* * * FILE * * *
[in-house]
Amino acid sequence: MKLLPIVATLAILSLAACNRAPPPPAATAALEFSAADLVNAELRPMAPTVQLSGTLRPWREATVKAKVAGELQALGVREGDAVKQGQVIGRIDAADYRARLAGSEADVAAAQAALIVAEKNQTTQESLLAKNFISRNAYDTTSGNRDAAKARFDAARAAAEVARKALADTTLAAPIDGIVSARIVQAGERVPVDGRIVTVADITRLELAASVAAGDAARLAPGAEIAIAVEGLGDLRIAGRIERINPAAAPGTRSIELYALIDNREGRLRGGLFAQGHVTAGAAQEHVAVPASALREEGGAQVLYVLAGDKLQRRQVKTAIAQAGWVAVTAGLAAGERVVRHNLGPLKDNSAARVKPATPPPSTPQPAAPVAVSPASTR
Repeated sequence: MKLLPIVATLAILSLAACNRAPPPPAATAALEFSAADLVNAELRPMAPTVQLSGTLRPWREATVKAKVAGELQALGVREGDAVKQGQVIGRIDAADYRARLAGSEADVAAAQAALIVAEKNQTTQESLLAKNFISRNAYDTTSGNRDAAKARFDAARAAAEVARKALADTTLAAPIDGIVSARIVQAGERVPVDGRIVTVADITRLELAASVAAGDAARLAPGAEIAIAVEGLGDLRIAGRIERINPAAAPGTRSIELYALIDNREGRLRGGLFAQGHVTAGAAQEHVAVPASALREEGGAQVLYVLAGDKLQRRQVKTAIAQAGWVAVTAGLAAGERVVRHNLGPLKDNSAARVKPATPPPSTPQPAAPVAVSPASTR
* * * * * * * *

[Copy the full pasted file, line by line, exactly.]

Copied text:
[in-house]
Amino acid sequence: MKLLPIVATLAILSLAACNRAPPPPAATAALEFSAADLVNAELRPMAPTVQLSGTLRPWREATVKAKVAGELQALGVREGDAVKQGQVIGRIDAADYRARLAGSEADVAAAQAALIVAEKNQTTQESLLAKNFISRNAYDTTSGNRDAAKARFDAARAAAEVARKALADTTLAAPIDGIVSARIVQAGERVPVDGRIVTVADITRLELAASVAAGDAARLAPGAEIAIAVEGLGDLRIAGRIERINPAAAPGTRSIELYALIDNREGRLRGGLFAQGHVTAGAAQEHVAVPASALREEGGAQVLYVLAGDKLQRRQVKTAIAQAGWVAVTAGLAAGERVVRHNLGPLKDNSAARVKPATPPPSTPQPAAPVAVSPASTR
Repeated sequence: MKLLPIVATLAILSLAACNRAPPPPAATAALEFSAADLVNAELRPMAPTVQLSGTLRPWREATVKAKVAGELQALGVREGDAVKQGQVIGRIDAADYRARLAGSEADVAAAQAALIVAEKNQTTQESLLAKNFISRNAYDTTSGNRDAAKARFDAARAAAEVARKALADTTLAAPIDGIVSARIVQAGERVPVDGRIVTVADITRLELAASVAAGDAARLAPGAEIAIAVEGLGDLRIAGRIERINPAAAPGTRSIELYALIDNREGRLRGGLFAQGHVTAGAAQEHVAVPASALREEGGAQVLYVLAGDKLQRRQVKTAIAQAGWVAVTAGLAAGERVVRHNLGPLKDNSAARVKPATPPPSTPQPAAPVAVSPASTR